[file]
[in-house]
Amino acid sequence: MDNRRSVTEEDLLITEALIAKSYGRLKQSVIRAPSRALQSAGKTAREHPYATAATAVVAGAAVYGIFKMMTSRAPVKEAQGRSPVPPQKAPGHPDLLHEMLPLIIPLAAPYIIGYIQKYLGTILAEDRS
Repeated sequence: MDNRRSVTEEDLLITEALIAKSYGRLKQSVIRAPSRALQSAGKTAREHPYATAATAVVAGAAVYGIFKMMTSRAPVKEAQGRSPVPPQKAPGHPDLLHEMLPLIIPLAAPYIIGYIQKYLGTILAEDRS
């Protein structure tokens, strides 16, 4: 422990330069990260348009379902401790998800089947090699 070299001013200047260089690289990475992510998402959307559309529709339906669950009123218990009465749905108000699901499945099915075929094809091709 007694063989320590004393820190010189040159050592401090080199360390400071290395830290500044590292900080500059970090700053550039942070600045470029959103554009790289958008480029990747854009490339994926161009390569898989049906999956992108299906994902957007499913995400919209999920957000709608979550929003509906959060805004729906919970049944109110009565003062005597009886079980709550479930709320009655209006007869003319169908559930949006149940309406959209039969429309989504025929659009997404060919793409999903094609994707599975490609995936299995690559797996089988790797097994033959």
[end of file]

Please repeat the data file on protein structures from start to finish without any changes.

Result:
[in-house]
Amino acid sequence: MDNRRSVTEEDLLITEALIAKSYGRLKQSVIRAPSRALQSAGKTAREHPYATAATAVVAGAAVYGIFKMMTSRAPVKEAQGRSPVPPQKAPGHPDLLHEMLPLIIPLAAPYIIGYIQKYLGTILAEDRS
Repeated sequence: MDNRRSVTEEDLLITEALIAKSYGRLKQSVIRAPSRALQSAGKTAREHPYATAATAVVAGAAVYGIFKMMTSRAPVKEAQGRSPVPPQKAPGHPDLLHEMLPLIIPLAAPYIIGYIQKYLGTILAEDRS
């Protein structure tokens, strides 16, 4: 422990330069990260348009379902401790998800089947090699 070299001013200047260089690289990475992510998402959307559309529709339906669950009123218990009465749905108000699901499945099915075929094809091709 007694063989320590004393820190010189040159050592401090080199360390400071290395830290500044590292900080500059970090700053550039942070600045470029959103554009790289958008480029990747854009490339994926161009390569898989049906999956992108299906994902957007499913995400919209999920957000709608979550929003509906959060805004729906919970049944109110009565003062005597009886079980709550479930709320009655209006007869003319169908559930949006149940309406959209039969429309989504025929659009997404060919793409999903094609994707599975490609995936299995690559797996089988790797097994033959």